New Star of the Year – Actor Timothy Hutton Won
Japan Academy Film Prize Outstanding Foreign Language Film Nominated
Kansas City Film Critics Circle Awards Best Film Won [21]
Best Director Robert Redford Won
Best Supporting Actor Timothy Hutton Won
Los Angeles Film Critics Association Awards Best Supporting Actor Won [22]
Nastro d'Argento Best Foreign Director Robert Redford Nominated
National Board of Review Awards Best Film Won [23]
Top Ten Films Won
Best Director Robert Redford Won
National Society of Film Critics Awards Best Actress Mary Tyler Moore 2nd Place [24]
Best Supporting Actor Timothy Hutton 2nd Place
New York Film Critics Circle Awards Best Film Won [25]
Best Director Robert Redford Runner-up
Best Actress Mary Tyler Moore Runner-up
Best Supporting Actor Timothy Hutton Runner-up
Writers Guild of America Awards Best Drama Adapted from Another Medium Alvin Sargent Won [26]

Home media

Ordinary People was released on DVD in 2001.[27] It was released on Blu-ray in March 2022, featuring a 4K restoration of the film.[28]

See also


  1. ^ Harmetz, Aljean (May 30, 1981). "Pryor and Alda Proving Stars Still Sell Movies". The New York Times. p. 1.10. Archived from the original on November 10, 2020. Retrieved December 28, 2020.
  2. ^ "Academy Awards: Best Director Facts and Trivia". Archived from the original on November 11, 2020. Retrieved October 16, 2020.
  3. ^ Wuntch, Philip (November 14, 1985). "Gene Hackman Happy with his Career Despite 'Honorable Disappointments'". Chicago Tribune. Archived from the original on July 31, 2021. Retrieved August 22, 2021.
  4. ^ Lang, Brent (May 11, 2023). "Michael J. Fox Looks Back on Hollywood Triumphs, Setbacks and Why 'Parkinson's Is the Gift That Keeps on Taking'". Variety.
  5. ^ Late Night with David Letterman. October 23, 1985. NBC. |url=
  6. ^ Ordinary People at Box Office Mojo
  7. ^ Watkins, Roger (April 29, 1981). "CIC Sights a $235-Mil Global Windfall". Variety. p. 3.
  8. ^ "Ordinary People (1980)". Rotten Tomatoes. Fandango Media. Archived from the original on May 23, 2019. Retrieved August 11, 2022.
  9. ^ Ebert, Roger (January 1, 1980). "Ordinary People review". Chicago Sun-Times. Archived from the original on September 3, 2020. Retrieved September 2, 2020.
  10. ^ "Siskel and Ebert Top Ten Lists (1969–1998)". Archived from the original on July 27, 2018. Retrieved October 16, 2018.
  11. ^ Canby, Vincent (September 19, 1980). "Redford's Ordinary People". The New York Times. Archived from the original on December 12, 2017. Retrieved October 16, 2018.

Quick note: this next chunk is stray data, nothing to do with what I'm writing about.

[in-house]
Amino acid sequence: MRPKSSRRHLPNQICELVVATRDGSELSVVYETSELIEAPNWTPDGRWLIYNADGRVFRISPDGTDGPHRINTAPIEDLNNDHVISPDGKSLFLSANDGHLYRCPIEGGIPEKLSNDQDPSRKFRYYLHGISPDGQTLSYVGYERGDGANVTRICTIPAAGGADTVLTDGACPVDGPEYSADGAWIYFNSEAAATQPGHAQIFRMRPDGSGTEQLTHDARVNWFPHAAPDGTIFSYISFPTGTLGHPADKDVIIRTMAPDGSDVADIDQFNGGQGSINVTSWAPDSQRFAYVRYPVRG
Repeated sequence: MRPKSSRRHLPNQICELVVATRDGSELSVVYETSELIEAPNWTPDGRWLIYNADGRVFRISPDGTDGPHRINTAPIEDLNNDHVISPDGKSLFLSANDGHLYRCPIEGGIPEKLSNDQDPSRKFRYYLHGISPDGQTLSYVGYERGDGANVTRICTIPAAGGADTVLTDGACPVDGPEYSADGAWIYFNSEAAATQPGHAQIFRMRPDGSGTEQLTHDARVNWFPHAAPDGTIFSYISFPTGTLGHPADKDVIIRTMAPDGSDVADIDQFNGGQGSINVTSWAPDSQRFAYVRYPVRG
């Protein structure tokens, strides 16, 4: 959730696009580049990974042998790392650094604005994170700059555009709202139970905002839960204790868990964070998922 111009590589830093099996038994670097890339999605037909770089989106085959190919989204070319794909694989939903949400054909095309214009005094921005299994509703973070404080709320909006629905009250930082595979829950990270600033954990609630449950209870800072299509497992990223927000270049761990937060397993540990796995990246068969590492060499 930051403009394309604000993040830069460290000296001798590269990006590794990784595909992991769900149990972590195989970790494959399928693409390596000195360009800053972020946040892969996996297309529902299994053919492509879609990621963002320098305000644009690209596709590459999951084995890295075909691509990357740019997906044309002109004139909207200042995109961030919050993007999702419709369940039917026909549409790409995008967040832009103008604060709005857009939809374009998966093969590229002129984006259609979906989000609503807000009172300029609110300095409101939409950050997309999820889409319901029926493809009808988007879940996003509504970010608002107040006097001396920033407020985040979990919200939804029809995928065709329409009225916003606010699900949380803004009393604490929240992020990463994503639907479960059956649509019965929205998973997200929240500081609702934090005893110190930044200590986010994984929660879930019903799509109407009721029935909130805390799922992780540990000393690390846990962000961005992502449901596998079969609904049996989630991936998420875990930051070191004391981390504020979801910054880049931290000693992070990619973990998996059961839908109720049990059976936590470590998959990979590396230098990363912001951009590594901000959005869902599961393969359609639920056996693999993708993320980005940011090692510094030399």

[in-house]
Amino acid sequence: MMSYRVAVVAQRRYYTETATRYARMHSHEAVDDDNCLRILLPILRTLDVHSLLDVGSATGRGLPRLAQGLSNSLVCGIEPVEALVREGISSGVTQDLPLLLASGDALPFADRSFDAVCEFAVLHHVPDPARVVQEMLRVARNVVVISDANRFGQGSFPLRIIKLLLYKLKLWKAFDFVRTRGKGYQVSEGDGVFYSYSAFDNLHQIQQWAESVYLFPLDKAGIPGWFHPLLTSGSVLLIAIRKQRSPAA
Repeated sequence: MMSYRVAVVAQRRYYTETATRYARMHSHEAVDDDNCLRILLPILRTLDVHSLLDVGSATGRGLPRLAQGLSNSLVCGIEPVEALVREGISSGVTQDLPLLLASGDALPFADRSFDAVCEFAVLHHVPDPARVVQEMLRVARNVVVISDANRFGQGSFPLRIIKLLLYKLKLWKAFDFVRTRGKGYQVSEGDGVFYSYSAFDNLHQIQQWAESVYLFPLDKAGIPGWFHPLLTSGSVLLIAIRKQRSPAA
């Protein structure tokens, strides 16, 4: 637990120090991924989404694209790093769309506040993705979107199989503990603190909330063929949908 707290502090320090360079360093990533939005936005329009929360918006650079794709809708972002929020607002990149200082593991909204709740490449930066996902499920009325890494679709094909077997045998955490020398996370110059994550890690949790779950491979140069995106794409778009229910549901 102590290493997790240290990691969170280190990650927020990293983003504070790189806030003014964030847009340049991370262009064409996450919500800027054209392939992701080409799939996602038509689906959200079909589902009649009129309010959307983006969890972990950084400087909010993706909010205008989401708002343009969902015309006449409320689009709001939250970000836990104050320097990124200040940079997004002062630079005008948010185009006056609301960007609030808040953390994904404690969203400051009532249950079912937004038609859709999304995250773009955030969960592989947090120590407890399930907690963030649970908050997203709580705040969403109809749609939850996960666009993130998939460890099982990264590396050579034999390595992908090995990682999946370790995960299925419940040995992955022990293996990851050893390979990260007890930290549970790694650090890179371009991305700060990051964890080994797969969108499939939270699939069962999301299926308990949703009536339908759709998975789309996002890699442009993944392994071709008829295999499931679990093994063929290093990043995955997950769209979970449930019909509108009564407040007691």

12. ^ a b Siegel, Scott and Barbara (1990). The Encyclopedia of Hollywood.
  13. ^ "25 Biggest Oscar Snubs Ever: Donald Sutherland, Ordinary People". Entertainment Weekly. March 1, 2016. Archived from the original on June 22, 2015. Retrieved March 15, 2023.
  14. ^ Martin, Linda B. (January 25, 1981). "The Psychiatrist in Today's Movies: He's Everywhere and He's in Deep Trouble". The New York Times. Archived from the original on December 14, 2007. Retrieved September 13, 2006.
  15. ^ Fink, Robert (2010). "Prisoners of Pachelbel: An Essay in Post-Canonic Musicology". Hamburg Jahrbuch. Archived from the original on April 30, 2021. Retrieved January 28, 2020.
  16. ^ a b Hall, Julie L. (February 11, 2017). "Remembering Mary Tyler Moore as the Chilling Narcissist Mother in 'Ordinary People'". The Narcissist Family Files. Retrieved October 6, 2021.
  17. ^ "The 53rd Academy Awards". October 5, 2014. Retrieved March 15, 2023.
  18. ^ "Film in 1982". Retrieved March 15, 2023.
  19. ^ "Redford Wins Directors' Prize". The New York Times. March 17, 1981. Retrieved March 15, 2023.
  20. ^ "1981 Golden Globe Awards". Golden Globes. Retrieved March 15, 2023.
  21. ^ "KCFCC Award Winners – 1980-89". Kansas City Film Critics Circle. December 14, 2013. Retrieved May 15, 2021.
  22. ^ "6th Annual Los Angeles Film Critics Association Awards". Retrieved March 15, 2023.
  23. ^ "1980 Award Winners". National Board of Review. Retrieved March 15, 2023.
  24. ^ Maslin, Janet (January 7, 1981). "'Melvin and Howard' is Chosen as Best Film". The New York Times. Retrieved March 15, 2023.
  25. ^ "Ordinary People' Wins N.Y. Film Critics' Award". The Pittsburgh Press. December 31, 1980. p. 7. Retrieved March 15, 2023.
  26. ^ O’Neil, Tom (March 2001). "And the Winners Were..." Written By. WGA. Retrieved March 15, 2023.
  27. ^ Redford, Robert (April 25, 2017), Ordinary People, retrieved July 30, 2022
  28. ^ "Ordinary People (Paramount Presents) Blu-ray Review | High Def Digest". Retrieved July 30, 2022.

External links

This page was last edited on 22 June 2024, at 14:29